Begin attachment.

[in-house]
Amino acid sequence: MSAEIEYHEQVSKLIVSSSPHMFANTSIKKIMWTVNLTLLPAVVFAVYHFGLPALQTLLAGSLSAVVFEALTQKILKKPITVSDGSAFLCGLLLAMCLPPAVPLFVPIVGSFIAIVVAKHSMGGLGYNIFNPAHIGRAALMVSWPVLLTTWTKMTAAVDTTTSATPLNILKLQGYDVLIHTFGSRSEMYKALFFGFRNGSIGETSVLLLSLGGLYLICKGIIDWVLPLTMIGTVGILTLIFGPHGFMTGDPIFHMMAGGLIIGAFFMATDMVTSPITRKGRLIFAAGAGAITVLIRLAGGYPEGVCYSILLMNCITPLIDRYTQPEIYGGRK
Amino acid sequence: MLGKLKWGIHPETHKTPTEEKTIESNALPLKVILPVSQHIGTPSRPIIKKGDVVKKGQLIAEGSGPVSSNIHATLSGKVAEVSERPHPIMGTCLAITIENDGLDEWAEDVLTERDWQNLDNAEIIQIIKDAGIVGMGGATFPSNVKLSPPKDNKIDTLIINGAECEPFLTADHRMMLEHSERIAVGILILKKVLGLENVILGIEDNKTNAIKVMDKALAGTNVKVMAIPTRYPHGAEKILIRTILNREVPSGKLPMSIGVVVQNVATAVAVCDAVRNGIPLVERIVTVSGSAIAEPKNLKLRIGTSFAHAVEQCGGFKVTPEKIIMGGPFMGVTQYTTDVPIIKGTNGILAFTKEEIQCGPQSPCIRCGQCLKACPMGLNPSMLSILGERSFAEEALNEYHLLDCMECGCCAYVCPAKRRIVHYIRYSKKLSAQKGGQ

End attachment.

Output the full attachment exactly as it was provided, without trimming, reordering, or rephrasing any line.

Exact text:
[in-house]
Amino acid sequence: MSAEIEYHEQVSKLIVSSSPHMFANTSIKKIMWTVNLTLLPAVVFAVYHFGLPALQTLLAGSLSAVVFEALTQKILKKPITVSDGSAFLCGLLLAMCLPPAVPLFVPIVGSFIAIVVAKHSMGGLGYNIFNPAHIGRAALMVSWPVLLTTWTKMTAAVDTTTSATPLNILKLQGYDVLIHTFGSRSEMYKALFFGFRNGSIGETSVLLLSLGGLYLICKGIIDWVLPLTMIGTVGILTLIFGPHGFMTGDPIFHMMAGGLIIGAFFMATDMVTSPITRKGRLIFAAGAGAITVLIRLAGGYPEGVCYSILLMNCITPLIDRYTQPEIYGGRK
Amino acid sequence: MLGKLKWGIHPETHKTPTEEKTIESNALPLKVILPVSQHIGTPSRPIIKKGDVVKKGQLIAEGSGPVSSNIHATLSGKVAEVSERPHPIMGTCLAITIENDGLDEWAEDVLTERDWQNLDNAEIIQIIKDAGIVGMGGATFPSNVKLSPPKDNKIDTLIINGAECEPFLTADHRMMLEHSERIAVGILILKKVLGLENVILGIEDNKTNAIKVMDKALAGTNVKVMAIPTRYPHGAEKILIRTILNREVPSGKLPMSIGVVVQNVATAVAVCDAVRNGIPLVERIVTVSGSAIAEPKNLKLRIGTSFAHAVEQCGGFKVTPEKIIMGGPFMGVTQYTTDVPIIKGTNGILAFTKEEIQCGPQSPCIRCGQCLKACPMGLNPSMLSILGERSFAEEALNEYHLLDCMECGCCAYVCPAKRRIVHYIRYSKKLSAQKGGQ